That’s why, with the MOU signed, the Princeton Broadband MLP recommended to the town Select Board to hold a special town meeting on November 18 at 7pm (at Thomas Prince) for the purpose of voting to borrow funds for “make ready” costs. The Select Board unanimously approved this recommendation.

In order to borrow the funds for make ready, 66% of the voters must approve this proposal. If that vote passes, then broadband will come to our town. An agreement will then be negotiated with Matrix to make this plan a reality.

With all of this news, there are surely many questions that come to mind, such as:

  • How much are the make ready costs?
  • How long will it take for Matrix Design Group to build the network?
  • When can I signup?
  • How much would a monthly subscription cost?
  • Do we have a chance to state funding to pay for some of the make ready costs?

That’s why we will be holding two informational meetings in November (specifics to follow) to provide complete details on the “private/public” plan with Matrix Design Group, make ready costs, subscriber plans, and more. On, we will also provide all of the details you will need to make a fully informed decision on November 18.

So, start your broadband engines! Get ready to get informed and get involved. Most important, make sure you do your part in the coming weeks so that together we can, once and for all, bring high-speed broadband to our town.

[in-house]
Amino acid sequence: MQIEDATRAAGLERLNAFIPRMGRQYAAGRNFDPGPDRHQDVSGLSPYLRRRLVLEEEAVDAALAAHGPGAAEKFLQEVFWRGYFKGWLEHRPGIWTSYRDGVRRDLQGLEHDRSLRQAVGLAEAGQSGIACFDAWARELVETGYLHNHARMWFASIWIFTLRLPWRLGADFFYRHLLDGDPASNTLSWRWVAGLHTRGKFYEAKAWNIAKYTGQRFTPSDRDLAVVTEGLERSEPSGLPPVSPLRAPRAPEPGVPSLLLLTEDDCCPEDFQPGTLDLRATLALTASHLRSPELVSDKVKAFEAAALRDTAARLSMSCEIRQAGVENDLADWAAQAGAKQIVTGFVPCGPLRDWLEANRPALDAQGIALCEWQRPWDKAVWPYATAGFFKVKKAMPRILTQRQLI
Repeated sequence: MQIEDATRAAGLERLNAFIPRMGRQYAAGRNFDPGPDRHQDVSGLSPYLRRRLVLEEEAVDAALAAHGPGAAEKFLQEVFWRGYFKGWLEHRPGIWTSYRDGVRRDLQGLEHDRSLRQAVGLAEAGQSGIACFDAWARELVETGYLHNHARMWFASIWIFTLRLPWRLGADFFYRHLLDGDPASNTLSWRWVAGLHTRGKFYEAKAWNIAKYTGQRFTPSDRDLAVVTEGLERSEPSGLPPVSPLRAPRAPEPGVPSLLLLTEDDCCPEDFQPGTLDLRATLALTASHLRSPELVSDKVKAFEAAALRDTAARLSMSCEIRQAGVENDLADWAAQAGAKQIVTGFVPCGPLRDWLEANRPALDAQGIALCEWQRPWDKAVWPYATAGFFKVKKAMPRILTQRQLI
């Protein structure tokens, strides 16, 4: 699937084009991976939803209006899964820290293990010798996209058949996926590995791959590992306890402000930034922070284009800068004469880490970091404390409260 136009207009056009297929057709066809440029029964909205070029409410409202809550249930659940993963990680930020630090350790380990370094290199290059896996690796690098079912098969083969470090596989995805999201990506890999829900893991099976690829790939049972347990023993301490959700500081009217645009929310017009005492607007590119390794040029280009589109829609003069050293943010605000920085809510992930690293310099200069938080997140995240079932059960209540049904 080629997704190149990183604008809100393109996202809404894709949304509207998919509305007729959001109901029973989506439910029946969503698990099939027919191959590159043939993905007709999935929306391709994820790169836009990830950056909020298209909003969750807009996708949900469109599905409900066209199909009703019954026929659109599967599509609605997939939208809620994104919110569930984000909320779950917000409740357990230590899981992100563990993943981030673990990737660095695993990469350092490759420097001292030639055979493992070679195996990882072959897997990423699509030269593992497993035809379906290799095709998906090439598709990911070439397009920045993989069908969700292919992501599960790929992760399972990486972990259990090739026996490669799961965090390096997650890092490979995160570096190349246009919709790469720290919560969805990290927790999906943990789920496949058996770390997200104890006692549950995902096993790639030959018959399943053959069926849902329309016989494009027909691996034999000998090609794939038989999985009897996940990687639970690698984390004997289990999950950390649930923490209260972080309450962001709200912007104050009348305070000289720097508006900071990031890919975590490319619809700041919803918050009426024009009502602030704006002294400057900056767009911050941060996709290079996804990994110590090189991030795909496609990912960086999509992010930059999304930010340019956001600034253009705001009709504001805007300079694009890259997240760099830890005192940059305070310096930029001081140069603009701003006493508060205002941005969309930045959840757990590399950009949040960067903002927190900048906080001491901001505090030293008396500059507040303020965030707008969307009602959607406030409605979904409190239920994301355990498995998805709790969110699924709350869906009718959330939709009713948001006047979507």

Broadband Push by Wired West Hitting Outskirts

I get calls every week about this. It’s long overdue. Sadly, the private sector, the Comcasts, the Verizons, won’t help us. But that’s fine. We’ll get this done.

- State Rep. William “Smitty” Pignatelli

Princeton is a member community of Wired West, a partnership of 44 Massachusetts town designed to bring high-speed broadband to their respective communities.   Here’s a recent update from the Berkshire Eagle on Wired West efforts to receive state funding:

A group representing residents is fanning out across rural Western Massachusetts to begin the final leg in efforts to bring high-speed Internet to unserved and underserved communities. Wired West, a partnership composed of 44 member communities, met recently to hammer out a more coordinated strategy, according to Monica Webb, of Monterey, chairwoman of the group. These communities hail from Berkshire, Hampshire, Hampden, Franklin and Worcester counties.